A survivor writing from personal experience, Kay Kopit brings an authentic voice to co-dependency and addictions, healing from sexual assault, denial and guilt. What she develops in the pages of It Had To Happen This Way is how she talks honestly about the internal pain of sexual violence and the chaotic life of alcoholism. After reading this authentic narrative you will find the strength and courage needed to overcome those fears that are holding you back from having a healthy life.

It Had To Happen This Way is more than a book about surviving emotional and spiritual devastation. It is about championing, defeating and reclaiming a life. This is an intimate, true story of courage, hope and healing. It Had To Happen This Way is a message of hope and inspires us to follow our own paths. Buy the e-book for yourself and loved ones at www.Amazon.com, www.BarnesandNoble.com, and www.KayKopit.com.

It Had To Happen This Way: A Memoir by Kay Kopit
Read an Excerpt
The Grueling Recovery

Living alone was a mixed bag for me. It was a tremendous relief to have Joey out of my sight but at the same time I was terribly distorted. It seemed like I was swimming in a swamp filled with algae. I wasn’t afraid to be in the house by myself; I rather enjoyed the peace and quiet. What I was aware of, was an overwhelming sense of insecurity about spiritual and moral behavior. I didn’t have any values.

For my entire life I worshiped good looking men and talented women. I put these individuals on a pedestal and would do anything to please them, putting their needs before my own. It was obvious to me that I had difficulty with relationships; even the most superficial, as with acquaintances at acting school, my neighbors, shop owners, just about anyone whose path I crossed. I doted on their accomplishments, giving them undue praise and adoration. I avoided any discussion about me because I wasn’t clear about who I was and what my desires were. It seemed as though there was a huge gap in my development.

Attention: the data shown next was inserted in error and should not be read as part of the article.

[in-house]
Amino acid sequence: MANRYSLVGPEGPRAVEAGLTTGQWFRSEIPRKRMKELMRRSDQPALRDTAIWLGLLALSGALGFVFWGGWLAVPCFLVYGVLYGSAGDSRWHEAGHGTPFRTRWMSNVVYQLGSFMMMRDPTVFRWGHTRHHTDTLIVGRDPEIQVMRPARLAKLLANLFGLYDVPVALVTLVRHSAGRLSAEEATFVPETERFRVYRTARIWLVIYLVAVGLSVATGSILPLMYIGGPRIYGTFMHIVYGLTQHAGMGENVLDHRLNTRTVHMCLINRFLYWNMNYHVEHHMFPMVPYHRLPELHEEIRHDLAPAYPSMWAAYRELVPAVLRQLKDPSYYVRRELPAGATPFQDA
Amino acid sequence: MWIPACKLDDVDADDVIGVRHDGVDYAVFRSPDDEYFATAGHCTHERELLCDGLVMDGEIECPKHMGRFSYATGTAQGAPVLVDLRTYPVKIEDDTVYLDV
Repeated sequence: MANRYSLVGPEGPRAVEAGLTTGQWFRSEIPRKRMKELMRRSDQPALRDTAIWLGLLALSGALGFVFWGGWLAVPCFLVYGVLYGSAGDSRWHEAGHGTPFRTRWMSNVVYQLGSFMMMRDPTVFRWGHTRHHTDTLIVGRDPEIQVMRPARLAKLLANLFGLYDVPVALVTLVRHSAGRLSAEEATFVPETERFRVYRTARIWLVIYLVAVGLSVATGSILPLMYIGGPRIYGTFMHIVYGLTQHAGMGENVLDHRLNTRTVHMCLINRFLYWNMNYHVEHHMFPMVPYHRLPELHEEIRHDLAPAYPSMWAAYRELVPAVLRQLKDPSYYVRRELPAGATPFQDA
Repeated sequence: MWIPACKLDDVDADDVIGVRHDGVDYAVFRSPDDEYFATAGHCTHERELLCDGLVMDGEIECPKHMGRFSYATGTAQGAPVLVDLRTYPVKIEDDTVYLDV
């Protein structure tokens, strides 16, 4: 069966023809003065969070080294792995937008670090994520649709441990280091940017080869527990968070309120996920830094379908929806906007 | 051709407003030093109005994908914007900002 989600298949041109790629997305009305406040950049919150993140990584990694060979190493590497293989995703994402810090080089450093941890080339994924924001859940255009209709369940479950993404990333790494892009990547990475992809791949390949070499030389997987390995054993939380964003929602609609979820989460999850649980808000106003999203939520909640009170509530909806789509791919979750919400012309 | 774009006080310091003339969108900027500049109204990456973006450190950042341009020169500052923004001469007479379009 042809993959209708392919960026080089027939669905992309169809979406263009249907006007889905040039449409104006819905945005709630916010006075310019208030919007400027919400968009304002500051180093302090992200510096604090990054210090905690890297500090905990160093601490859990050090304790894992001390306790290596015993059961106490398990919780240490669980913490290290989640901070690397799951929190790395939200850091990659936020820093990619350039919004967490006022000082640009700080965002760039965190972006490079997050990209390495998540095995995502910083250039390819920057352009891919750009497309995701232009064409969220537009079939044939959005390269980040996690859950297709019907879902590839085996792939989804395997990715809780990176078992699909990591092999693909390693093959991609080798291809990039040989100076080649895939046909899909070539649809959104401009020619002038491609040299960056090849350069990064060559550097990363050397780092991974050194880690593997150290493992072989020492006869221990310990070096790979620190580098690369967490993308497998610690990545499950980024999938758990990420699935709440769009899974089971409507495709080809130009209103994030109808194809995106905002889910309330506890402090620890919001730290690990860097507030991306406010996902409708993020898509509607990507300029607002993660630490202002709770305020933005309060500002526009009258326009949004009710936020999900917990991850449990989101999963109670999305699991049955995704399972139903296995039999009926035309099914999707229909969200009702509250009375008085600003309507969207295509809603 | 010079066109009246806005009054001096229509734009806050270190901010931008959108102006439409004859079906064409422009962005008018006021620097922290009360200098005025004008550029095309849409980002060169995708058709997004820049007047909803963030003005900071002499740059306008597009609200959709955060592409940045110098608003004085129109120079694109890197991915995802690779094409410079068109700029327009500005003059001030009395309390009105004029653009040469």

All the psychotherapy I had been doing with Christina and the work with Al-Anon, the 12-step program, wasn’t sufficient. There was a large black hole in my soul. I knew I needed something more profound. I saw an ad in the newspaper for a group that was forming: ACoA, Adult Children of Alcoholics. I made an appointment to see the psychologists who were leading the therapy sessions. On my way to Richmond on Bart for the interview, I prayed that I could be helped. I wasn’t sure this is what I needed but I was willing to try anything to assist me in getting well. I knew after 40 years of confusion and pain it wasn’t going to be easy to find my way. I was accepted into the group and agreed to participate twice a week, in a series of therapy for 26 weeks, with the possibility of a renewal for an additional six months. The ride from San Francisco to Richmond on Bart seemed like an effort but something was pushing me to do it.

I’ll never forget the first night. Ugh! There were eight people sitting in a healing circle; six clients and two psychologists, a woman Doreen, and a man Michael, leading the group. I knew intuitively that having two therapists, a man and a woman, represented the mother and the father. I had never sat in the round where you looked people in the eye. The sight of all these strangers staring at each other scared me to death. I wanted to get up and run!

I assumed we would be sharing our stories and our problems with each other. Wrong! We were going to TALK about feelings! Michael or Doreen would give the group a circumstance and then each of us was expected to express the feelings that we had about the incident. After years of denying feelings, it was extremely difficult to put them into words. As they went around the circle each person’s reaction was different. One woman was speechless. She sat there for an eternity while the group waited for her to speak. She never did. On to the next a guy; he jabbered about everything except how he felt. The woman who sat next to him in the circle could only cry. She didn’t utter a word but tears flowed down her face. When it was my turn, I experienced the burn of 14 eyes piercing my skin.